Legislation that would allow for for judges to withhold bail for defendants who pose a danger to the community, but also waive bail for defendants who are in jail only because they cannot afford it, passed the House unanimously on Monday.
The passage came quickly because the House put the legislation on a fast track. In one day, the legislation passed a House committee and the House voted to remove it from another.
Rep. Antonio “Moe” Maestas, D-Albuquerque, was the House sponsor and presented the legislation on behalf of the Senate sponsor Sen. Peter Wirth, D-Santa Fe, and told the body of the broad support for the proposal. Supporters included New Mexico Supreme Court Justice Charles Daniels and Majority Floor Leader Nate Gentry, R-Albuquerque.
Gentry said one of the problems with the state’s criminal justice system is that currently all defendants—regardless of the crime or danger to others—are entitled to reasonable bail. He said the proposal would help to stop violent offenders from becoming repeat offenders.
“All of the members of this body and citizens of this state are sick of this revolving door in our criminal justice system,” Gentry said.
Gentry also praised the second provision of the proposal that would allow bail to be waived for those who cannot afford it. He said counties from across the state are spending upwards of $60,000 a day to keep indigent inmates incarcerated.
“These counties are being eaten alive by incarceration costs,” Gentry said.
Rep. David Adkins, R-Albuquerque, who introduced, what he called a competing version, said he was in full support the resolution after it was amended to specify a process of determining if a defendant cannot afford bail.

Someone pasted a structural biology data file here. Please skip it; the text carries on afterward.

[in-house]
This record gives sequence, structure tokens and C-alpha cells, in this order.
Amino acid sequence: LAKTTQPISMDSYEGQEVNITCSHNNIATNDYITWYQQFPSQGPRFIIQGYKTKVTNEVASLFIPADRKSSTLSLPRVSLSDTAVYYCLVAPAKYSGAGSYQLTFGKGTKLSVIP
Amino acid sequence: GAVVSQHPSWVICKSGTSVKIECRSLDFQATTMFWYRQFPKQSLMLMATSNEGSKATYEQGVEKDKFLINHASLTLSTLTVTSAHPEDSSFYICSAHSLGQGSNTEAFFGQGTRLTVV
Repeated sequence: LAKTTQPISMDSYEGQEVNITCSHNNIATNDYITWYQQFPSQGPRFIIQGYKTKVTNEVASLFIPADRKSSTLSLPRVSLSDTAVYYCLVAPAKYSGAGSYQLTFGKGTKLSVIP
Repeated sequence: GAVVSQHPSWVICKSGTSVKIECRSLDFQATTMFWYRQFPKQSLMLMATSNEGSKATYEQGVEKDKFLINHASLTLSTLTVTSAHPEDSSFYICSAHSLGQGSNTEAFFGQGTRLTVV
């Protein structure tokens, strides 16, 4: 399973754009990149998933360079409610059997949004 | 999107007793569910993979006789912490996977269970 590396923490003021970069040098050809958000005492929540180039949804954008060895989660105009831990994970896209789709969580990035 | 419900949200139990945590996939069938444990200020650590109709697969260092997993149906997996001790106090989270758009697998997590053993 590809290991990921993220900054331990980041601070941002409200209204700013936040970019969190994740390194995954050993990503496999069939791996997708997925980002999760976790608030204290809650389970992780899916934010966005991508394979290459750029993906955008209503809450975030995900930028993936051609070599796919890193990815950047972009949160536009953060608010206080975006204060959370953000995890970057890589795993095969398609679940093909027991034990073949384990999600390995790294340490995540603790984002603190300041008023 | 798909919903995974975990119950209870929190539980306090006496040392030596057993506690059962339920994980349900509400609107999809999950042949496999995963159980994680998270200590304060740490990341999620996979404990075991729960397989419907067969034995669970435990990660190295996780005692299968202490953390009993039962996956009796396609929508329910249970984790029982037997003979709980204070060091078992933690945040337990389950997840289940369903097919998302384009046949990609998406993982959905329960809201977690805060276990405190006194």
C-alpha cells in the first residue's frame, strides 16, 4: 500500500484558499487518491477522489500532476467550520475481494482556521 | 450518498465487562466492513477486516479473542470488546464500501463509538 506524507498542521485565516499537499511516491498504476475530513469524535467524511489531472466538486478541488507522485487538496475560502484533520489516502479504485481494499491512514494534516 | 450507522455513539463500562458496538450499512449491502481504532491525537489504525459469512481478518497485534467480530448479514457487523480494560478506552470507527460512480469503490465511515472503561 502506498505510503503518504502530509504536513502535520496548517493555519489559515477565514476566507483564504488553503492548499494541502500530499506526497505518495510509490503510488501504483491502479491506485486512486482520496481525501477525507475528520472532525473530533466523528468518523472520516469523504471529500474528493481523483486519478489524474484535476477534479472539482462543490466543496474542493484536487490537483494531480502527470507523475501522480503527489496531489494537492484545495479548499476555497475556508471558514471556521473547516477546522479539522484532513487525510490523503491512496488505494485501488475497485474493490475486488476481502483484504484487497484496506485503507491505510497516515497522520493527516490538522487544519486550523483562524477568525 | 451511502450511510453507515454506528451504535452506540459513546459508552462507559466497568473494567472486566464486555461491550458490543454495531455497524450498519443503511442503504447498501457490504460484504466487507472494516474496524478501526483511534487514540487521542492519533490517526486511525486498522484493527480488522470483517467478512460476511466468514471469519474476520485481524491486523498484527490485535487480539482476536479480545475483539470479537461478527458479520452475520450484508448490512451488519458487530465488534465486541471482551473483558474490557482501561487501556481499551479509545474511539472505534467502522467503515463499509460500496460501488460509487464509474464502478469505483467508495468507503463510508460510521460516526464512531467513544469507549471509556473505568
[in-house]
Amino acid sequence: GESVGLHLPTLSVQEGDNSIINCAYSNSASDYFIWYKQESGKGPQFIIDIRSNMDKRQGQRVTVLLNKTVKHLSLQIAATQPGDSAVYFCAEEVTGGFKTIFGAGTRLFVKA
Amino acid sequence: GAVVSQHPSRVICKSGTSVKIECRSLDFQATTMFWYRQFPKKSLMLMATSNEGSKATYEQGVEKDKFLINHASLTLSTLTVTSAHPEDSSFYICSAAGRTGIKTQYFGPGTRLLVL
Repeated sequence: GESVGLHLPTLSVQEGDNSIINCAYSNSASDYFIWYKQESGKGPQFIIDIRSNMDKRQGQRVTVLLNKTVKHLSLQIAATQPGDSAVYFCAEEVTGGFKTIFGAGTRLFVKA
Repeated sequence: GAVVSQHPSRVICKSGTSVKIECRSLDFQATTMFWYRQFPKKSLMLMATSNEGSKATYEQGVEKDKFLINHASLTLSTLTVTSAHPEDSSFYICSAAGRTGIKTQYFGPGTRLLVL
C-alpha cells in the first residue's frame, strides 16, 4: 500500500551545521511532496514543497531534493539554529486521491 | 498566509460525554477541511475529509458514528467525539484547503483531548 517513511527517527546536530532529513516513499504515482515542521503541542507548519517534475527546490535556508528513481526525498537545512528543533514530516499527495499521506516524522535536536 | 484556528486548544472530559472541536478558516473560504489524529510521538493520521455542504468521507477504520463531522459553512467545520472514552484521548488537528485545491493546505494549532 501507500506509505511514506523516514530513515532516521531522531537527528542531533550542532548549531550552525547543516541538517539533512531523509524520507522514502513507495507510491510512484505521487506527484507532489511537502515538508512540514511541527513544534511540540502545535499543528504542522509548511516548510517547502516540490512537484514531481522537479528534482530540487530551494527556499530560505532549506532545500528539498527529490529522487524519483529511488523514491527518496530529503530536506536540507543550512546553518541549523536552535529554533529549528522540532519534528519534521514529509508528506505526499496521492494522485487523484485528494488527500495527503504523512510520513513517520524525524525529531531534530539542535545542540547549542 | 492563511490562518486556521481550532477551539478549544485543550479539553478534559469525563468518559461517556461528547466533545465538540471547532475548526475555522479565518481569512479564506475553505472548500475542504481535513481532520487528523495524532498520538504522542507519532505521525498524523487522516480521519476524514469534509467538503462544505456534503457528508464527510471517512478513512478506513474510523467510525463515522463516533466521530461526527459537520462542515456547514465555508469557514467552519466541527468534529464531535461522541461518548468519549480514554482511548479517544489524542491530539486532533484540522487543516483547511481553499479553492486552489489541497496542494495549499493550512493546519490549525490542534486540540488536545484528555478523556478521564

While all of the members voted in favor of it, some advocacy groups dropped their support earlier in the day.
The New Mexico Criminal Defense Lawyers Association was an early supporter of the bill, but the group’s president Matt Coyte said change to the legislation contradicted it’s original purpose.
“The original bill addressed the disparity and fundamental unfairness that allows the wealthy to post a bond while the common citizen sits in jail waiting for a trail,” Coyte said. “This new version no longer holds true to that goal.”
The American Civil Liberties Union of New Mexico also removed their support. Executive Director Peter Simonson said the changes will put an undue burden on the state’s poor population.
“These amendments could perpetuate a system that negatively impacts poor people, needlessly extending the time they spend behind bars and filling our jails with individuals who are not an actual public threat or flight risk,” Simonson said in a statement.
SJR 1 has been in the works for months. It started as a proposal by the Supreme Court Pretrial Release Ad-hoc Committee last year.
The House voted 69-0 to pass the resolution which now goes back to the Senate for a concurrence vote. If the Senate concurs, voters in November would decide whether to add the amendment to the state constitution.
Earlier in the day, the legislation passed the House Regulatory and Public Affairs Committee unanimously. Then, the full House voted to remove the legislation from the House Appropriation and Finance Committee, sending it directly to the floor.
When closing the bill on the floor, Maestas said, “Jail should be for dangerous people, not poor people.”